New Cargill headquarters may or may not be haunted

The Wichita Eagle has had to content with falling revenues, and a ghost

Flickr/Damian Siwiaszczyk

The Wichita Eagle has had to content with falling revenues, and a ghost

Flickr/Damian Siwiaszczyk

The agribusiness giant is taking over the former home of a Wichita newspaper where reporters encountered strange sounds, sudden drops in temperature, and a mysterious man in a trench coat.

Who you gonna call? The imaginary headline reads like a twenty-first century Mad Lib: Chicken giant takes over local newspaper building in Wichita, Kansas. Paranormal activity remains unconfirmed.

But the story behind it is actually true: The Wichita Eagle is moving out of its longtime home, which housed a printing press and newspaper assembly machinery, into a “sleek, modern, high-tech office building,” according to Eagle reporter Dan Voorhis. And if the story was made into a scary movie, it could start with a montage of the “journalism is shrinking” and “corporations are growing” narratives we’ve seen over and over again for the past fifteen years, plus. That’s because the Eagle building’s buyer was Cargill, the giant agribusiness that collected $107 billion in revenue in 2016.

The Eagle, which employed 735 people in 1980, shrunk to 450 by 2000; now, about a hundred staff members are moving out of the old building and into the new. Voorhis writes that the paper’s readership is higher than ever. It’s the revenue side of the equation that’s the problem.

Eagle journalists have noticed strange sounds, weird smells, and the occasional appearance of a phantom man in a trench coat for years.

But as local publications continue to struggle to make ends meet, business is booming for Big Food. As the paper was looking to downsize, Cargill was on the market for more office space. The old Eagle offices will be expanded into the new, $60-million headquarters for the the company’s North American Protein division. And to construct its headquarters, Cargill will have to tear down the existing building.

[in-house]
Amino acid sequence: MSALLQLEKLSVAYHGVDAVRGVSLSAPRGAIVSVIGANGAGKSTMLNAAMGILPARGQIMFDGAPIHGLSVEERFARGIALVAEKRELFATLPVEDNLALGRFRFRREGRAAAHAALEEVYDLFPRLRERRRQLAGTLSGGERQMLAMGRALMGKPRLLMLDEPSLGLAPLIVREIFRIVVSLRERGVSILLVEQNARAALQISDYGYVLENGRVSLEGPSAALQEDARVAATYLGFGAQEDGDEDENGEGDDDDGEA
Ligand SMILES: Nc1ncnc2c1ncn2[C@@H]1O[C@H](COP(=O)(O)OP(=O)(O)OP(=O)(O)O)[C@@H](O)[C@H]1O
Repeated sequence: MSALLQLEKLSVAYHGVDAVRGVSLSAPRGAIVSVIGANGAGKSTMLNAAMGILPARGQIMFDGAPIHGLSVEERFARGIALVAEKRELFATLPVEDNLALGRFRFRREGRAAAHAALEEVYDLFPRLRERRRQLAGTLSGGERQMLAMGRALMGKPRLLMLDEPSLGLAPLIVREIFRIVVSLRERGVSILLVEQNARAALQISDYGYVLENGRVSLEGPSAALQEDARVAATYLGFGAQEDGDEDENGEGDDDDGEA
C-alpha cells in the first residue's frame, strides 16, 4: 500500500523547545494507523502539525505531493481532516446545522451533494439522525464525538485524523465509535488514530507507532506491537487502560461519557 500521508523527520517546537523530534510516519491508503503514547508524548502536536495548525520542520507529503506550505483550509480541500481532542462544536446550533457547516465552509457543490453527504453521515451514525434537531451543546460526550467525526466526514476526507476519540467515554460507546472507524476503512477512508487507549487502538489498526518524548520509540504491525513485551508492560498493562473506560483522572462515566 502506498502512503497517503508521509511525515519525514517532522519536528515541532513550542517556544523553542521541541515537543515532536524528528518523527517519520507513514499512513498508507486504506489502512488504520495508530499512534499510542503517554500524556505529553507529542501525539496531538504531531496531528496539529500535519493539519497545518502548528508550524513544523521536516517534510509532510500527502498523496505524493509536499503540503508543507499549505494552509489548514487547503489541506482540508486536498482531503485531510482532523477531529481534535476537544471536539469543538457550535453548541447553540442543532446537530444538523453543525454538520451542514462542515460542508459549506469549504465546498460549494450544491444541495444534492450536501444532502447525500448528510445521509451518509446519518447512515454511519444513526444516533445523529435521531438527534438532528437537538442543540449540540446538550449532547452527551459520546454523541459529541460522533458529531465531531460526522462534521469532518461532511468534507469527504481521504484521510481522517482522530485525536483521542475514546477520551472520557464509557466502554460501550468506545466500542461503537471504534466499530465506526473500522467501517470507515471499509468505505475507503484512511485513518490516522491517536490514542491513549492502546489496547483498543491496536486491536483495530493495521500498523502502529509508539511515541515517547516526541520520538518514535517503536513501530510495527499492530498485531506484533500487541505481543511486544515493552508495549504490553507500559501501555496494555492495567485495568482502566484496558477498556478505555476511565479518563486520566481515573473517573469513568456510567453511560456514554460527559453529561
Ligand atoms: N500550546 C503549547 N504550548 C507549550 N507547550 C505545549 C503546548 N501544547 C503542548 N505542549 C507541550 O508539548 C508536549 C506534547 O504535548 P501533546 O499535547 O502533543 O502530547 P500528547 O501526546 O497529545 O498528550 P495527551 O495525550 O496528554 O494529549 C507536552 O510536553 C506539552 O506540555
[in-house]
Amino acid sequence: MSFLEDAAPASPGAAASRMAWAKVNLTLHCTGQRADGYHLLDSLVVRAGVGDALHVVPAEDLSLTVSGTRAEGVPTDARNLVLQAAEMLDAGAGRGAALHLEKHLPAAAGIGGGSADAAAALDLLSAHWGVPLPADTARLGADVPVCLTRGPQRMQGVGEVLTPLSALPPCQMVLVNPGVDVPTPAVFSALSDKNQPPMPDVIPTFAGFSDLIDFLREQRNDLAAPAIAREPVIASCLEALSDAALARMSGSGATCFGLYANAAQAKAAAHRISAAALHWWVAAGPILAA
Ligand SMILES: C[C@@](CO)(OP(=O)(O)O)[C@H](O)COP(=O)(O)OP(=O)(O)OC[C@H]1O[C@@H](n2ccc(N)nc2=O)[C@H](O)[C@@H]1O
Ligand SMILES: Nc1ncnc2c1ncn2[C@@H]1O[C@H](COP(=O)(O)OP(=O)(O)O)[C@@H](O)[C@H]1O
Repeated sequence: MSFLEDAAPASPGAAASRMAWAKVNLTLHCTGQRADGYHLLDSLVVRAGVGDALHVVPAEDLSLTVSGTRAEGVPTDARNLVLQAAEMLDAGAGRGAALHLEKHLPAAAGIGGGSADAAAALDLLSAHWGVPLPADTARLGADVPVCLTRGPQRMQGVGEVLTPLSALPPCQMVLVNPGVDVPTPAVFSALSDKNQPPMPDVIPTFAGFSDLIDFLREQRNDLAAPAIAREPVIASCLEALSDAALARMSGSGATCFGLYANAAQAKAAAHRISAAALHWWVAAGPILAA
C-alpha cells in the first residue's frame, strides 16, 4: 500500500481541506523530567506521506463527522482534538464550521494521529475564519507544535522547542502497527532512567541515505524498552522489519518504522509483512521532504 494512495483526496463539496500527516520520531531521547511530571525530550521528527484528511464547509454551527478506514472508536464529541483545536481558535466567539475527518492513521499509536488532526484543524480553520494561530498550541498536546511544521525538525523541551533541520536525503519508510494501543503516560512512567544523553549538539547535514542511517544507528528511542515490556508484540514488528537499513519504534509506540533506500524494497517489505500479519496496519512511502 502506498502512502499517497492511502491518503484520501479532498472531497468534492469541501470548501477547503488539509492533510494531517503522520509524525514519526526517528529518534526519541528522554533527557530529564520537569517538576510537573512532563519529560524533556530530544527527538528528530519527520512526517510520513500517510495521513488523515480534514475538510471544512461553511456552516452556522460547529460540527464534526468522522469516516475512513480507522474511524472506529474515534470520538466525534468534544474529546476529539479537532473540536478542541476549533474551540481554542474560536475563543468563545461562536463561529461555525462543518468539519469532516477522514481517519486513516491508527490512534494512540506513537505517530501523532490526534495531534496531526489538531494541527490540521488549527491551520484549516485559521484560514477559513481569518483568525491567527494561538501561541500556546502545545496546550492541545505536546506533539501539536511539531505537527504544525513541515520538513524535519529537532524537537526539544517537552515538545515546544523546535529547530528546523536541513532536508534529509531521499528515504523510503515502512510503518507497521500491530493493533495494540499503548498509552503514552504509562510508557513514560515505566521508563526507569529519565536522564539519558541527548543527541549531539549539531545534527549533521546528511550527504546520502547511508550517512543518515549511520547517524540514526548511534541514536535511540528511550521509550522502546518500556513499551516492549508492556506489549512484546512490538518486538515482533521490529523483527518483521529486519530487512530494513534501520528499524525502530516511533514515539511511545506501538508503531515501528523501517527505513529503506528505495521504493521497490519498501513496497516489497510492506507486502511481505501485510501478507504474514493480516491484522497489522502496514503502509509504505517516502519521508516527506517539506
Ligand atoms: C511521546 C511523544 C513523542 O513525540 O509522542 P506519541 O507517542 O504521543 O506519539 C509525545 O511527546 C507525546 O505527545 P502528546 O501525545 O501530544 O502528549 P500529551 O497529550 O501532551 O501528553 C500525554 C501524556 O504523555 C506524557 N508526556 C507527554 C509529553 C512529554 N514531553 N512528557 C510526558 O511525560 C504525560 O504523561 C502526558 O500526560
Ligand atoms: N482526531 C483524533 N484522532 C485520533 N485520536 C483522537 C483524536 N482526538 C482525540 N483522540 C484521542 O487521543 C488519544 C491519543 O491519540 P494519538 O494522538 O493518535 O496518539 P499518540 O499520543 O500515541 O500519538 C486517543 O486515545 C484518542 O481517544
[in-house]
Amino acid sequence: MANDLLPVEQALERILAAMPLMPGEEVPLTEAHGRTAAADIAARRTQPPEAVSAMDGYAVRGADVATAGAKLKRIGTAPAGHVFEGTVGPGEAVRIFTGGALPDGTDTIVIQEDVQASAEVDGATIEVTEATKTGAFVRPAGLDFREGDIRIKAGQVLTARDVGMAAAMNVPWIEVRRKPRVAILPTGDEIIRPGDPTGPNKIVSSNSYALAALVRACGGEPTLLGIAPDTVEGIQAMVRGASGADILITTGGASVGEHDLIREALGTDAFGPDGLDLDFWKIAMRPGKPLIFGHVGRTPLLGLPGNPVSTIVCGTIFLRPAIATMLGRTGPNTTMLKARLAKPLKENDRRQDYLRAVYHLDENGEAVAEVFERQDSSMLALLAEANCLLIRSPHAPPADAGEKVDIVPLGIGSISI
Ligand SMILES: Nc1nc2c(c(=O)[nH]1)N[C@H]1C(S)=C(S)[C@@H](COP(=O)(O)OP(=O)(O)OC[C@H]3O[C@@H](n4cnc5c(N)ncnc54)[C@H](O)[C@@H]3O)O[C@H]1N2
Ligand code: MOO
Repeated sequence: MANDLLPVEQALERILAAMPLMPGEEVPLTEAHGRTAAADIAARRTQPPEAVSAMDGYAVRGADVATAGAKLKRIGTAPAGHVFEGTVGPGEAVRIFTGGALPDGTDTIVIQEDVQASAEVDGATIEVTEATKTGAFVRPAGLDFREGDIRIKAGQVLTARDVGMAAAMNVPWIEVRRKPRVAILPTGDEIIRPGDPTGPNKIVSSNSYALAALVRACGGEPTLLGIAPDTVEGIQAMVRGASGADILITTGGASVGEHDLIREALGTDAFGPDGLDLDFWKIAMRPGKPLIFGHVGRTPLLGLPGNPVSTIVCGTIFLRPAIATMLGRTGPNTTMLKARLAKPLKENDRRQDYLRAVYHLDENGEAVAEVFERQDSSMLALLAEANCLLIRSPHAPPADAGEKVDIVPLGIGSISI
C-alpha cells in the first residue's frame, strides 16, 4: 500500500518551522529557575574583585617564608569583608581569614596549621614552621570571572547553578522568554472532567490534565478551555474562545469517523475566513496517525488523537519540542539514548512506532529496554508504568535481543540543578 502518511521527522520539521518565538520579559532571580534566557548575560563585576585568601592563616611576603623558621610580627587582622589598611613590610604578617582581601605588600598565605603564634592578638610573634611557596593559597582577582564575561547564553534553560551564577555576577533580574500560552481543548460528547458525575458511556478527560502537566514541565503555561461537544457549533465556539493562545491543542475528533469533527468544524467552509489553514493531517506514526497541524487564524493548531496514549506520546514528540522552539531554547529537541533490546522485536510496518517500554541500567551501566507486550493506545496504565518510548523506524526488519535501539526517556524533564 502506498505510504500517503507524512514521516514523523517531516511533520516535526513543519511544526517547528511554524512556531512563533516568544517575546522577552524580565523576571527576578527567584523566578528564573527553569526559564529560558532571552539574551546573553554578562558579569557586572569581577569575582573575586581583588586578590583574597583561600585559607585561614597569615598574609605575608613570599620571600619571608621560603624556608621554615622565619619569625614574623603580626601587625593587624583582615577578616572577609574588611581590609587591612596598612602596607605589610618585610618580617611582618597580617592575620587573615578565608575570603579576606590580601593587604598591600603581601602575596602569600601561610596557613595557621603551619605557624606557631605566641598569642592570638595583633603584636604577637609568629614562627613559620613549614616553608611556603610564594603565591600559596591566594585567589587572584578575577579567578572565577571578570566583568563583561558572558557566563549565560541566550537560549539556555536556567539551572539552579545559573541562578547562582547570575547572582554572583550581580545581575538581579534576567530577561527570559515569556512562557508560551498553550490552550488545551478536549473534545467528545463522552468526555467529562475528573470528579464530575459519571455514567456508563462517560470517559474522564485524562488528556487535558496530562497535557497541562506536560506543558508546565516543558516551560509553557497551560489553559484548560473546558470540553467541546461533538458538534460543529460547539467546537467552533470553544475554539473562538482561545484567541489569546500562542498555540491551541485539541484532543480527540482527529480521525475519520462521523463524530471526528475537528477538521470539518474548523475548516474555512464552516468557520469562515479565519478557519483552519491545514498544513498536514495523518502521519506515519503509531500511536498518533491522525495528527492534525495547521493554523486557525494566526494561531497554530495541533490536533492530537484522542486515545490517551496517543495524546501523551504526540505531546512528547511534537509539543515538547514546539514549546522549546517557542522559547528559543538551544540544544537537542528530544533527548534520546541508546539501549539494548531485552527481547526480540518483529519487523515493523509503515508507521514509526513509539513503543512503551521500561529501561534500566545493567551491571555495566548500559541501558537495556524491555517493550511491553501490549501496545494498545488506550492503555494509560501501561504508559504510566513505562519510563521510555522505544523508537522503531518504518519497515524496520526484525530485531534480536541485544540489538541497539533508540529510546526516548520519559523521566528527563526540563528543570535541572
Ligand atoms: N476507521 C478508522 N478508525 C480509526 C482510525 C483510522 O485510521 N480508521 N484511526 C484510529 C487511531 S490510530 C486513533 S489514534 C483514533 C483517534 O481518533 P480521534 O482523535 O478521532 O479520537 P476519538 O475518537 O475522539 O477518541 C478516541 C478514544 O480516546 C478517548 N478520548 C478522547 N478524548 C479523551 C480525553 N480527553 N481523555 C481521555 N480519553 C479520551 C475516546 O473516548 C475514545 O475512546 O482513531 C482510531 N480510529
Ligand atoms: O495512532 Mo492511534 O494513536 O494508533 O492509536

But here’s where the story gets all weird and paranormal (like, really): WattAgNet reports that, for years, Eagle journalists noticed strange sounds, weird smells, and the occasional encounter with a phantom man in a trench coat and fedora, headed for the newsroom. Beccy Tanner writes that before they left the building for good, Eagle staff invited real-life ghostbusters, KS White Noise Paranormal, to check out the building.

A preliminary visit from the investigators had shown promising results on a K-2 meter, a device that is supposed to detect spooky energy. There was a little crackle of feedback right in the southeast corner of the library, where a former assistant managing editor who matched the man in the trench coat’s description would’ve worked. An instrument called the Ovilus III, which has a Dictionary Mode ghosts are supposed to manipulate, spat out three words: “reporter,” and, later, “go home.”

But the spirits were otherwise mostly silent on the day the team conducted its full investigation.

Eagle staff are still waiting for Paranormal’s full report, even as 825 Douglas Street officially changes hands. Roy Graber at WattAgNet likes the theory that any phantoms will follow the Eagle to its new offices, leaving Cargill to “without disturbance continue to provide animal protein to consumers around the world.” But we here at New Food Economy kinda hope they stick around. The country’s largest privately held corporation might just benefit from a little spectral supervision.

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H. Claire Brown is a senior staff writer for The Counter. Her work has also appeared in The Atlantic, The Guardian, and The Intercept and has won awards from the Society for Advancing Business Editing and Writing, the New York Press Club, the Newswomen's Club of New York, and others. A North Carolina native, she now lives in Brooklyn.